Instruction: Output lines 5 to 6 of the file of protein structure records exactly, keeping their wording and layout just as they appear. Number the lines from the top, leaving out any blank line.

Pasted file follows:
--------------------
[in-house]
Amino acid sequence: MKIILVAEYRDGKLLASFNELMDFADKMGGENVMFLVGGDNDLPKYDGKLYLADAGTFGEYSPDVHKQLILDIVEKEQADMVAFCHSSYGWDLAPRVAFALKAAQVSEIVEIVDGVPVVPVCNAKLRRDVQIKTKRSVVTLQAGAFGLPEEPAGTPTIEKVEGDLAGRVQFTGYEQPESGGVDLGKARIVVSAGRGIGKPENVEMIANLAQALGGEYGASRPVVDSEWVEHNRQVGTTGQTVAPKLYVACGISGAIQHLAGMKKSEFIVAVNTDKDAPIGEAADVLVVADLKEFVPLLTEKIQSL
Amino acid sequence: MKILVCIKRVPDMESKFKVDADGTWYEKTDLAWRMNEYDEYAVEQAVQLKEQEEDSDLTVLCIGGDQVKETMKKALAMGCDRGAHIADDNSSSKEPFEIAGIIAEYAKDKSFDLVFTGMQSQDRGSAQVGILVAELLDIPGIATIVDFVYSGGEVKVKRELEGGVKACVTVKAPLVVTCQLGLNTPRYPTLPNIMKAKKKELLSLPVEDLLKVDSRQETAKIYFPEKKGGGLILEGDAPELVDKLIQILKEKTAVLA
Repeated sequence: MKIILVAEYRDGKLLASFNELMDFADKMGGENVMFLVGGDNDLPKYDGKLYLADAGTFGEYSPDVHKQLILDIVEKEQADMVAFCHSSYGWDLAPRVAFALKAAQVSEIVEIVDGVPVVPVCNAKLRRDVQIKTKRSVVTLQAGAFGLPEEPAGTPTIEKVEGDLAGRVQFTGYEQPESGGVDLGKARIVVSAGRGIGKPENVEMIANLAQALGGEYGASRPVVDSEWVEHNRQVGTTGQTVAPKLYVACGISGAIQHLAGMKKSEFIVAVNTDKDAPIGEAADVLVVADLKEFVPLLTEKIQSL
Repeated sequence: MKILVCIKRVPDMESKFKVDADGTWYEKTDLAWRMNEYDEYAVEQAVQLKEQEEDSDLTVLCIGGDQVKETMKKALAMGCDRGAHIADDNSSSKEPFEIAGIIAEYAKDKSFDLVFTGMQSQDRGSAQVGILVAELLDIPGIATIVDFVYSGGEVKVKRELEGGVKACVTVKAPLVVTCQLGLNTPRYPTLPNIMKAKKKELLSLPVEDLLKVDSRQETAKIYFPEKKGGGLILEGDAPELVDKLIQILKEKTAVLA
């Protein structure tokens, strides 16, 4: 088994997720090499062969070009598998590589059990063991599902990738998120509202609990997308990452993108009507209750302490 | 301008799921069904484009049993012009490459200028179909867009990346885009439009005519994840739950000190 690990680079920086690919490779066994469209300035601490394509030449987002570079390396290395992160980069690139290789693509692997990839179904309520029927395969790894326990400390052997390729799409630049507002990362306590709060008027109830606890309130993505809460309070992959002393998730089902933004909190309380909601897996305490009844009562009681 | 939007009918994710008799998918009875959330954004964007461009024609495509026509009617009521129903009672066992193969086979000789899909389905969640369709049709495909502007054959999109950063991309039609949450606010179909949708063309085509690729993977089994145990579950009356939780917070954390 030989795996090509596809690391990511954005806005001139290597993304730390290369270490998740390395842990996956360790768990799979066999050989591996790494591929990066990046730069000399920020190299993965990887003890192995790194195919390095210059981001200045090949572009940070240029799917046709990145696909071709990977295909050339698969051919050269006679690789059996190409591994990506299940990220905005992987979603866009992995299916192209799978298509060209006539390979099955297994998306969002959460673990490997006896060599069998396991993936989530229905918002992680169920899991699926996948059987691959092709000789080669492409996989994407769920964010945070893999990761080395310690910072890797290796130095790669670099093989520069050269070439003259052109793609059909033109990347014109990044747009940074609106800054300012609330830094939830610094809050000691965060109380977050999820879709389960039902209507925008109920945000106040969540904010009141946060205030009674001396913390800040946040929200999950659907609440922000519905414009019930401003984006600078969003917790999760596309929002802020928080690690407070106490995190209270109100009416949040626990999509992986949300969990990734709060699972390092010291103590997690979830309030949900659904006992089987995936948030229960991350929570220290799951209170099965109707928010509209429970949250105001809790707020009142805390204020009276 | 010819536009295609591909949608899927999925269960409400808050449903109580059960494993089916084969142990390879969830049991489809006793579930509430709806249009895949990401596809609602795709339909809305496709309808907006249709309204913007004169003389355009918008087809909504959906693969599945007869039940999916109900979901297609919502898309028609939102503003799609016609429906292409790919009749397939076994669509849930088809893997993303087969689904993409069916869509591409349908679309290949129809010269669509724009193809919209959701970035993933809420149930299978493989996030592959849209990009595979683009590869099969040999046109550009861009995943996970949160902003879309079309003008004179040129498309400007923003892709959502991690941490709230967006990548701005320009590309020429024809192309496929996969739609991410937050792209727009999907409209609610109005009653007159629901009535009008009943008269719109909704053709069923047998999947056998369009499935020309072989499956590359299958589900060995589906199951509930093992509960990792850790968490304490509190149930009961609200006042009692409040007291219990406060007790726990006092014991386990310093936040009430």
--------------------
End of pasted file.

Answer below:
Repeated sequence: MKILVCIKRVPDMESKFKVDADGTWYEKTDLAWRMNEYDEYAVEQAVQLKEQEEDSDLTVLCIGGDQVKETMKKALAMGCDRGAHIADDNSSSKEPFEIAGIIAEYAKDKSFDLVFTGMQSQDRGSAQVGILVAELLDIPGIATIVDFVYSGGEVKVKRELEGGVKACVTVKAPLVVTCQLGLNTPRYPTLPNIMKAKKKELLSLPVEDLLKVDSRQETAKIYFPEKKGGGLILEGDAPELVDKLIQILKEKTAVLA
């Protein structure tokens, strides 16, 4: 088994997720090499062969070009598998590589059990063991599902990738998120509202609990997308990452993108009507209750302490 | 301008799921069904484009049993012009490459200028179909867009990346885009439009005519994840739950000190 690990680079920086690919490779066994469209300035601490394509030449987002570079390396290395992160980069690139290789693509692997990839179904309520029927395969790894326990400390052997390729799409630049507002990362306590709060008027109830606890309130993505809460309070992959002393998730089902933004909190309380909601897996305490009844009562009681 | 939007009918994710008799998918009875959330954004964007461009024609495509026509009617009521129903009672066992193969086979000789899909389905969640369709049709495909502007054959999109950063991309039609949450606010179909949708063309085509690729993977089994145990579950009356939780917070954390 030989795996090509596809690391990511954005806005001139290597993304730390290369270490998740390395842990996956360790768990799979066999050989591996790494591929990066990046730069000399920020190299993965990887003890192995790194195919390095210059981001200045090949572009940070240029799917046709990145696909071709990977295909050339698969051919050269006679690789059996190409591994990506299940990220905005992987979603866009992995299916192209799978298509060209006539390979099955297994998306969002959460673990490997006896060599069998396991993936989530229905918002992680169920899991699926996948059987691959092709000789080669492409996989994407769920964010945070893999990761080395310690910072890797290796130095790669670099093989520069050269070439003259052109793609059909033109990347014109990044747009940074609106800054300012609330830094939830610094809050000691965060109380977050999820879709389960039902209507925008109920945000106040969540904010009141946060205030009674001396913390800040946040929200999950659907609440922000519905414009019930401003984006600078969003917790999760596309929002802020928080690690407070106490995190209270109100009416949040626990999509992986949300969990990734709060699972390092010291103590997690979830309030949900659904006992089987995936948030229960991350929570220290799951209170099965109707928010509209429970949250105001809790707020009142805390204020009276 | 010819536009295609591909949608899927999925269960409400808050449903109580059960494993089916084969142990390879969830049991489809006793579930509430709806249009895949990401596809609602795709339909809305496709309808907006249709309204913007004169003389355009918008087809909504959906693969599945007869039940999916109900979901297609919502898309028609939102503003799609016609429906292409790919009749397939076994669509849930088809893997993303087969689904993409069916869509591409349908679309290949129809010269669509724009193809919209959701970035993933809420149930299978493989996030592959849209990009595979683009590869099969040999046109550009861009995943996970949160902003879309079309003008004179040129498309400007923003892709959502991690941490709230967006990548701005320009590309020429024809192309496929996969739609991410937050792209727009999907409209609610109005009653007159629901009535009008009943008269719109909704053709069923047998999947056998369009499935020309072989499956590359299958589900060995589906199951509930093992509960990792850790968490304490509190149930009961609200006042009692409040007291219990406060007790726990006092014991386990310093936040009430």